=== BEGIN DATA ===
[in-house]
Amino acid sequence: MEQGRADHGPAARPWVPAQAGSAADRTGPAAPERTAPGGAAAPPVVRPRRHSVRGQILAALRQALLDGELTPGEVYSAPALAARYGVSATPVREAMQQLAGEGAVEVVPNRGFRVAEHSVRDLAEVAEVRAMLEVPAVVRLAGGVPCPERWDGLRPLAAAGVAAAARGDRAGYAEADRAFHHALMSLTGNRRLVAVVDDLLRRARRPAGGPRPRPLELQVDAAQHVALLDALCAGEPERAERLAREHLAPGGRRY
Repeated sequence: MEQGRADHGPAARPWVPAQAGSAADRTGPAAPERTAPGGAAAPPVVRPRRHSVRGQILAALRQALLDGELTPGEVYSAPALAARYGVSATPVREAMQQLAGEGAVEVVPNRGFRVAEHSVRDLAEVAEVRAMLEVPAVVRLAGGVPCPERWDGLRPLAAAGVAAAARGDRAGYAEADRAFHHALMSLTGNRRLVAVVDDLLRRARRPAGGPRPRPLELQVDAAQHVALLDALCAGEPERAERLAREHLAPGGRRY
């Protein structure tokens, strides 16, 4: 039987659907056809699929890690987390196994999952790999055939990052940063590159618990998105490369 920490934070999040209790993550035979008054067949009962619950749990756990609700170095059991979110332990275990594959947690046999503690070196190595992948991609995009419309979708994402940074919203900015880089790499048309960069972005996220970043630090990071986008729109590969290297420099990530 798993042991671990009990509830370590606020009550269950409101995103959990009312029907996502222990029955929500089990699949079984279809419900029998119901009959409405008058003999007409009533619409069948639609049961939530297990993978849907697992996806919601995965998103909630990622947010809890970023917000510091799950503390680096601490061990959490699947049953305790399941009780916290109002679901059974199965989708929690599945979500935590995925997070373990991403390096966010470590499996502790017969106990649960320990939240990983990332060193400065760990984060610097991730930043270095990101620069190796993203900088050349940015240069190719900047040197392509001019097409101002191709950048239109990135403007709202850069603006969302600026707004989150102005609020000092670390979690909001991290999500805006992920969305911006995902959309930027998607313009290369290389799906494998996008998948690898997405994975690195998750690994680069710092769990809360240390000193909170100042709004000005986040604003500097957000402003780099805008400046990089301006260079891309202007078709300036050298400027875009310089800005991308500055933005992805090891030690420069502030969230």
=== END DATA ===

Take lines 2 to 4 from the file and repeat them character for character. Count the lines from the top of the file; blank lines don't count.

Amino acid sequence: MEQGRADHGPAARPWVPAQAGSAADRTGPAAPERTAPGGAAAPPVVRPRRHSVRGQILAALRQALLDGELTPGEVYSAPALAARYGVSATPVREAMQQLAGEGAVEVVPNRGFRVAEHSVRDLAEVAEVRAMLEVPAVVRLAGGVPCPERWDGLRPLAAAGVAAAARGDRAGYAEADRAFHHALMSLTGNRRLVAVVDDLLRRARRPAGGPRPRPLELQVDAAQHVALLDALCAGEPERAERLAREHLAPGGRRY
Repeated sequence: MEQGRADHGPAARPWVPAQAGSAADRTGPAAPERTAPGGAAAPPVVRPRRHSVRGQILAALRQALLDGELTPGEVYSAPALAARYGVSATPVREAMQQLAGEGAVEVVPNRGFRVAEHSVRDLAEVAEVRAMLEVPAVVRLAGGVPCPERWDGLRPLAAAGVAAAARGDRAGYAEADRAFHHALMSLTGNRRLVAVVDDLLRRARRPAGGPRPRPLELQVDAAQHVALLDALCAGEPERAERLAREHLAPGGRRY
């Protein structure tokens, strides 16, 4: 039987659907056809699929890690987390196994999952790999055939990052940063590159618990998105490369 920490934070999040209790993550035979008054067949009962619950749990756990609700170095059991979110332990275990594959947690046999503690070196190595992948991609995009419309979708994402940074919203900015880089790499048309960069972005996220970043630090990071986008729109590969290297420099990530 798993042991671990009990509830370590606020009550269950409101995103959990009312029907996502222990029955929500089990699949079984279809419900029998119901009959409405008058003999007409009533619409069948639609049961939530297990993978849907697992996806919601995965998103909630990622947010809890970023917000510091799950503390680096601490061990959490699947049953305790399941009780916290109002679901059974199965989708929690599945979500935590995925997070373990991403390096966010470590499996502790017969106990649960320990939240990983990332060193400065760990984060610097991730930043270095990101620069190796993203900088050349940015240069190719900047040197392509001019097409101002191709950048239109990135403007709202850069603006969302600026707004989150102005609020000092670390979690909001991290999500805006992920969305911006995902959309930027998607313009290369290389799906494998996008998948690898997405994975690195998750690994680069710092769990809360240390000193909170100042709004000005986040604003500097957000402003780099805008400046990089301006260079891309202007078709300036050298400027875009310089800005991308500055933005992805090891030690420069502030969230």